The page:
Pathophys 3.2

  1. Neoplasia
    • process of altered cell differentiation and growth
    • lacks normal regulatory control
  2. Neoplasm
    • new growth
    • tumor
  3. How neoplastic growth differs from normal adaptive changes
    • growth is uncoordinated
    • growth is autonomous
    • growth lacks normal regulatory controls of the cell cycle
  4. Cancer
    disease that results from altered cell dfferentiation
  5. Cell proliferation
    • Cell duplicates contents and divides
    • genetic info duplicated and distributed to daughter cells
    • checkpoints for pauses or arrests in cell cycle
    • Cells become more specialized
  6. Proliferation Hallmarks of Cancer Cells
    • Abnormal and rapid proliferation
    • Undifferenciated cells are halmark of cancer cells
  7. Apoptosis
    insufficient apoptosis has been implicated in causing cancer
  8. Malignant neoplasms
    • may grow own blood vessels
    • may metastasize to different sites
    • invade neighboring tissues
  9. Benign neoplasms
    • localized growth
    • doesn't metastasize
    • may affect organs that is is near
    • better differentiation
  10. Carcinoma
    cover external and internal body surfaces
  11. Sarcoma
    • supporting tissues of the body
    • bone
    • cartilage
    • fat
    • connective tissue
    • muscle
  12. Lymphoma
    lymph nodes and tissues of the immune system
  13. Role of Genes in development of neoplasia
    • genetic chages in cancer cells alter the normal control of mechanisms of cell physiology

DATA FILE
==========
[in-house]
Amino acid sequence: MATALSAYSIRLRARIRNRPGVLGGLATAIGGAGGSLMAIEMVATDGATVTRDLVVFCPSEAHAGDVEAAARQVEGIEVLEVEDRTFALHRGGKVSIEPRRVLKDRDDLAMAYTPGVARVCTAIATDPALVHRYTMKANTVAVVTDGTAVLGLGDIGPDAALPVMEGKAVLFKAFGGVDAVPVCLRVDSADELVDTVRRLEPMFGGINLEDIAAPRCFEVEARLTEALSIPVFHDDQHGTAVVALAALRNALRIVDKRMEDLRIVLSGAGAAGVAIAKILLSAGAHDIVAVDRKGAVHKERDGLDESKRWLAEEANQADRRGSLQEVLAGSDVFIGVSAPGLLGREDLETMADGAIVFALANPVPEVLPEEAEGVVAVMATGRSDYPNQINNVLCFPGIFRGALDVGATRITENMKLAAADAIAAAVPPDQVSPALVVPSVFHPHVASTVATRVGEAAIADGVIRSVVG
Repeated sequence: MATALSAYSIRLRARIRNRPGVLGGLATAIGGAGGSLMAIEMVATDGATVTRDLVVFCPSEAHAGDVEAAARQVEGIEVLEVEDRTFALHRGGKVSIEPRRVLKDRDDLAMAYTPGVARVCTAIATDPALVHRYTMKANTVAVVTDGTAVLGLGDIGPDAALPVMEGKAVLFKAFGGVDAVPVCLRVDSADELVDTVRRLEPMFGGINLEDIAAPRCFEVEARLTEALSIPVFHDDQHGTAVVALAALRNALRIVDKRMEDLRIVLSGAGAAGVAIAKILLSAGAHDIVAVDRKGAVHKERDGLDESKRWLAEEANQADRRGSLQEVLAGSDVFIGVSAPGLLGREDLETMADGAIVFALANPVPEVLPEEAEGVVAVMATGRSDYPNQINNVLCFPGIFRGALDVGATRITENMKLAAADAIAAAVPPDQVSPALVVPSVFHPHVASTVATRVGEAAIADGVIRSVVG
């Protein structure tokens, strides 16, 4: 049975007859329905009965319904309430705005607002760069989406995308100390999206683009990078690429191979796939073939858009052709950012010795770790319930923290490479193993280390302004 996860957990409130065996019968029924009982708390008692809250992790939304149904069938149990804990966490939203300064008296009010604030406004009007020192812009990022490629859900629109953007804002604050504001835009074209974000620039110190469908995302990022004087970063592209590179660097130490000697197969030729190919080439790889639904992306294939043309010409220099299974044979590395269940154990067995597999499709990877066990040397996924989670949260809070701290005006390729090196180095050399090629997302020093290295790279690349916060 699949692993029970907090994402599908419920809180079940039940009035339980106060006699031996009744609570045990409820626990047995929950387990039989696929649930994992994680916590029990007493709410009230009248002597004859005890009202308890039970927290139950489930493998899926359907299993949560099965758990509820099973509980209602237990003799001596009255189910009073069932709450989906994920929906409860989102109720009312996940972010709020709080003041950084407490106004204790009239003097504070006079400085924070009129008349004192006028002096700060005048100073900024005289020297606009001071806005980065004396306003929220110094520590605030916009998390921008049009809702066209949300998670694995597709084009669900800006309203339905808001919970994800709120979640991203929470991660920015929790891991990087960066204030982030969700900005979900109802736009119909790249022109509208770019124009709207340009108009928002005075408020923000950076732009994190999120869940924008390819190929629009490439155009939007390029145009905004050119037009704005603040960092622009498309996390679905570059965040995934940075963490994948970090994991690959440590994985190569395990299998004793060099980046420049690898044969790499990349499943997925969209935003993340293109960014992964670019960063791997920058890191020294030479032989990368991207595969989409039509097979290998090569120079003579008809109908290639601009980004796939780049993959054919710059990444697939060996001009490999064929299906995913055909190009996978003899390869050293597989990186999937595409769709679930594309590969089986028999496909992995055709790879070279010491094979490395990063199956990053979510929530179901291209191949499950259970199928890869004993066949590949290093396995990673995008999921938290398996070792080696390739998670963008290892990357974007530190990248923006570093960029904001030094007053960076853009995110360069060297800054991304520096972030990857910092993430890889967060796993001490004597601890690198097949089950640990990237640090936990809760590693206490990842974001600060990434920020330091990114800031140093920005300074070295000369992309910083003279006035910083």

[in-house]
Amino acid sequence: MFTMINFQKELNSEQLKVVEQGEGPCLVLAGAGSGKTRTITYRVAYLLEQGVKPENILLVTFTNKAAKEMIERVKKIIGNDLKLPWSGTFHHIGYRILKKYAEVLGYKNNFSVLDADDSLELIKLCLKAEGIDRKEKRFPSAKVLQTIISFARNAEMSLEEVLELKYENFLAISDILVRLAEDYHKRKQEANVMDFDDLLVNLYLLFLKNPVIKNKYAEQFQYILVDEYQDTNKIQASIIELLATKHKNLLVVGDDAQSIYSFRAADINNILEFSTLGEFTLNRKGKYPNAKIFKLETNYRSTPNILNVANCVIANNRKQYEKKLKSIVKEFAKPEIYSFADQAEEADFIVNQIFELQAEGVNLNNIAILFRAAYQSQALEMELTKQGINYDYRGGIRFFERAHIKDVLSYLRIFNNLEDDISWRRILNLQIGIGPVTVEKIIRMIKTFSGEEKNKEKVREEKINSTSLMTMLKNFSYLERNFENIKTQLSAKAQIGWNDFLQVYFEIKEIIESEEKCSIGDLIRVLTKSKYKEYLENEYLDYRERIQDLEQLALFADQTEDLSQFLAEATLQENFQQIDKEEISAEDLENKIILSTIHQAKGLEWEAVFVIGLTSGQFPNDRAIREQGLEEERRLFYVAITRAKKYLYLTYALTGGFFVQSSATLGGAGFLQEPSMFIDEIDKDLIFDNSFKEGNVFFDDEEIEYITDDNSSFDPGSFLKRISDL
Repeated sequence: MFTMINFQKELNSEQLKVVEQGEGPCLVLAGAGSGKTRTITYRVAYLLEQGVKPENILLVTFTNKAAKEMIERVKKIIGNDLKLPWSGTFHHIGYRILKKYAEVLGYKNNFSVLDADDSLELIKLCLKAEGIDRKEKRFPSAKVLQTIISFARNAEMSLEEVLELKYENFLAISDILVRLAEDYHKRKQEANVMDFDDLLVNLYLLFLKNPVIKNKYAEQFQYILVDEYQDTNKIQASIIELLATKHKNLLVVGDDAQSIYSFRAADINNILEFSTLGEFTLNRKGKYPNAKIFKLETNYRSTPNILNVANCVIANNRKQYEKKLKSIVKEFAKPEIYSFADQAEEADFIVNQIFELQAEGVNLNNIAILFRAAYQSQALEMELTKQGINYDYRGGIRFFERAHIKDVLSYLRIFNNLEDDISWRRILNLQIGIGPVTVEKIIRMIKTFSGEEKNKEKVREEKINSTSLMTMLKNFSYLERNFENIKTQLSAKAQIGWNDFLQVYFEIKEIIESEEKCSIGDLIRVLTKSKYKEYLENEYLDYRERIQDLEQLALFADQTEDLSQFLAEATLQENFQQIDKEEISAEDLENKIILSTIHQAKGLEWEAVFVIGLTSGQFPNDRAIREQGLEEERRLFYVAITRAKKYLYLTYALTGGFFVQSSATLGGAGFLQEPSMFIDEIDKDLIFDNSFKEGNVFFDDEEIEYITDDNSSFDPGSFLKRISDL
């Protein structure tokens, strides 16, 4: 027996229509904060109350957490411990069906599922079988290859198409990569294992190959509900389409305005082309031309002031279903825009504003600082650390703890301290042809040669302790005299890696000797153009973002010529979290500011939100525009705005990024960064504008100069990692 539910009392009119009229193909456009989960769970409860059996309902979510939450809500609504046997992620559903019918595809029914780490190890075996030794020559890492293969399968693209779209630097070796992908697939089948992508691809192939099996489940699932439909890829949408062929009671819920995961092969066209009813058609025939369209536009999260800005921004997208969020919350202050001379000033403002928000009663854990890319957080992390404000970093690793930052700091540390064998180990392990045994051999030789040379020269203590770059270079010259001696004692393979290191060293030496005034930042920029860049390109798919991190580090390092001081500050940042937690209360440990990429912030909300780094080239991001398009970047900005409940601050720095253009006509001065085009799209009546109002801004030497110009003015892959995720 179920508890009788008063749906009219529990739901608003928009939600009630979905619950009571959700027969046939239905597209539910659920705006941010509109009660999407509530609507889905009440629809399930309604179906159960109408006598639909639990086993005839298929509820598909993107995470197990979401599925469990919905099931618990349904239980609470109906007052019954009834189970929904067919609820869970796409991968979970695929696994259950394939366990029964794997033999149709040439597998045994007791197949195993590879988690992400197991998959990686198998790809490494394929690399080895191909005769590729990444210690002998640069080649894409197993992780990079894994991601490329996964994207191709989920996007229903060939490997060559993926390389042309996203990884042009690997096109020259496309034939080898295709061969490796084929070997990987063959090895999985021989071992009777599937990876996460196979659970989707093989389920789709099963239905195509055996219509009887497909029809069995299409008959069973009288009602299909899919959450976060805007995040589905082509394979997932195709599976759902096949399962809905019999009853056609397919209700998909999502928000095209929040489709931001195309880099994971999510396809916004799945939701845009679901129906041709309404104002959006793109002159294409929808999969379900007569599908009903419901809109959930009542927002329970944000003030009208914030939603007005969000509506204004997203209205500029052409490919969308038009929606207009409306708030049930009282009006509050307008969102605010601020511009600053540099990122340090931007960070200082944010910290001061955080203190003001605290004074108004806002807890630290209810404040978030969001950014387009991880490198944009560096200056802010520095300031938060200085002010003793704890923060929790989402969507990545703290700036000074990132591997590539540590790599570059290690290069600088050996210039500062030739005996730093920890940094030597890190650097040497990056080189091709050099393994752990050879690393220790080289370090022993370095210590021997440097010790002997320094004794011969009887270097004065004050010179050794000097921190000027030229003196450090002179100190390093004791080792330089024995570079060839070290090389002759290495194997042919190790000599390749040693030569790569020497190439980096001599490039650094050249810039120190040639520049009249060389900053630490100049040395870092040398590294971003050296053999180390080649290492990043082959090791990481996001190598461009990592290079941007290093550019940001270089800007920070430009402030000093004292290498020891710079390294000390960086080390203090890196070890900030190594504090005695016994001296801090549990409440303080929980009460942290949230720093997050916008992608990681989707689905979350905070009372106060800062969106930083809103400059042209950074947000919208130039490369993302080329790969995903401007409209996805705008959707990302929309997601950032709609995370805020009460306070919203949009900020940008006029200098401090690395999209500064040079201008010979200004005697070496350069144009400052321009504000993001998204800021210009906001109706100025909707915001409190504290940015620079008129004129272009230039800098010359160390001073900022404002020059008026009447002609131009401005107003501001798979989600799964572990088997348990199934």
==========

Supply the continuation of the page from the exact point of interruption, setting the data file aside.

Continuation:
• DNA nucleotide mutations
    • DNA strand breakage with loss of genes
    • DNA strand breakage with rearrangement of genes
    • Amplification of specific genes
  14. Onccogenes
    • enhanced biochemical activity leads to altered cell phenotype
    • cell division stimulated w/o growth factor
    • activation of proto-oncogenes
    • activation of viral oncogene
  15. Tumor suppressors
    • loss of activity leads to altered cell phenotype
    • mainly cell cycle regulaters
    • tumor necrosis factor
  16. Genes that control genomic instability
    loss of activity leads to many kinds of cell mutations
  17. Proto-oncogenes
    precursors of genes that can gain the ability to be dominant-acting oncogenes
  18. Viruses
    • may induce oncogenes
    • 20% of all cancers
    • HPV
    • HepC
    • EBarr Virus
  19. Viral induced Oncogenes (HPV)
    disregulates G1/S checkpoint
  20. Loss of Tumor suppressor activity
    • many tumor suppressor genes encode cell cycle regulatory proteins
    • p53 and pRB
    • both genes must be inactivated to achieve the "cancer phenotype"
  21. Epigenetics
    • gene expression control
    • passed from cell to offspring
    • not reflected in changes in DNA sequence
  22. Examples of epigenetic mechanisms
    • DNA methylation
    • Histone modification
    • Noncoding RNAs
  23. Carcinogenesis
    the process by which carcinogenic agents cause normal cells to become cancer cells
  24. Steps of Carcinogenesis
    • Initiation
    • -dose based
    • Promotion
    • -unregulated and accelerated growth
    • Progression
    • -gain of malignant characteristics, evasion of immune system
  25. Clinical manifestations of cancer
    • disruption of tissue integrity
    • anorexia/cachexia(wasting)
    • fatigue and sleep disorders
    • anemia
  26. Goal of cancer therapies
    • curative - rid of tumor
    • control - stop growth
    • palliative - reduce burden
  27. Methods of treatment
    • surgery
    • radiation
    • chemotherapy
    • hormone therapy
    • biotherapy
Card Set
Pathophys 3.2
Neoplasia: Dysfunctional Cell Differentiation and Growth